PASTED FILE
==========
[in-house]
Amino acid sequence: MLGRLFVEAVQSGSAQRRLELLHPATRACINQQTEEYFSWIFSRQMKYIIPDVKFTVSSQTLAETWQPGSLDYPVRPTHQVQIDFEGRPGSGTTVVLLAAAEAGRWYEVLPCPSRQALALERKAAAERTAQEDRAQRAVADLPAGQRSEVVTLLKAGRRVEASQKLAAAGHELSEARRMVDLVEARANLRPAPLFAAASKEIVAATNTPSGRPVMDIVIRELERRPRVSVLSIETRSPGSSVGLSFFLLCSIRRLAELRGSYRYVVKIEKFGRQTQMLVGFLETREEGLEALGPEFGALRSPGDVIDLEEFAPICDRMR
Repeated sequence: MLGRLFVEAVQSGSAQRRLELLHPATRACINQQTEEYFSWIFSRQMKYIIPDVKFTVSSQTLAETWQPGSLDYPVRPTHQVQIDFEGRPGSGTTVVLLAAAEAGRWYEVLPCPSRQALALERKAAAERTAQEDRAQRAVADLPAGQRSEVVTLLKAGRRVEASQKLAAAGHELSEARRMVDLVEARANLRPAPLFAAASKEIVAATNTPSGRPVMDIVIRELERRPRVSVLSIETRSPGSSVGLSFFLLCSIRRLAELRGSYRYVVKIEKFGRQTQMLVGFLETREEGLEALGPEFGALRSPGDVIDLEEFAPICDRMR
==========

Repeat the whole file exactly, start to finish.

[in-house]
Amino acid sequence: MLGRLFVEAVQSGSAQRRLELLHPATRACINQQTEEYFSWIFSRQMKYIIPDVKFTVSSQTLAETWQPGSLDYPVRPTHQVQIDFEGRPGSGTTVVLLAAAEAGRWYEVLPCPSRQALALERKAAAERTAQEDRAQRAVADLPAGQRSEVVTLLKAGRRVEASQKLAAAGHELSEARRMVDLVEARANLRPAPLFAAASKEIVAATNTPSGRPVMDIVIRELERRPRVSVLSIETRSPGSSVGLSFFLLCSIRRLAELRGSYRYVVKIEKFGRQTQMLVGFLETREEGLEALGPEFGALRSPGDVIDLEEFAPICDRMR
Repeated sequence: MLGRLFVEAVQSGSAQRRLELLHPATRACINQQTEEYFSWIFSRQMKYIIPDVKFTVSSQTLAETWQPGSLDYPVRPTHQVQIDFEGRPGSGTTVVLLAAAEAGRWYEVLPCPSRQALALERKAAAERTAQEDRAQRAVADLPAGQRSEVVTLLKAGRRVEASQKLAAAGHELSEARRMVDLVEARANLRPAPLFAAASKEIVAATNTPSGRPVMDIVIRELERRPRVSVLSIETRSPGSSVGLSFFLLCSIRRLAELRGSYRYVVKIEKFGRQTQMLVGFLETREEGLEALGPEFGALRSPGDVIDLEEFAPICDRMR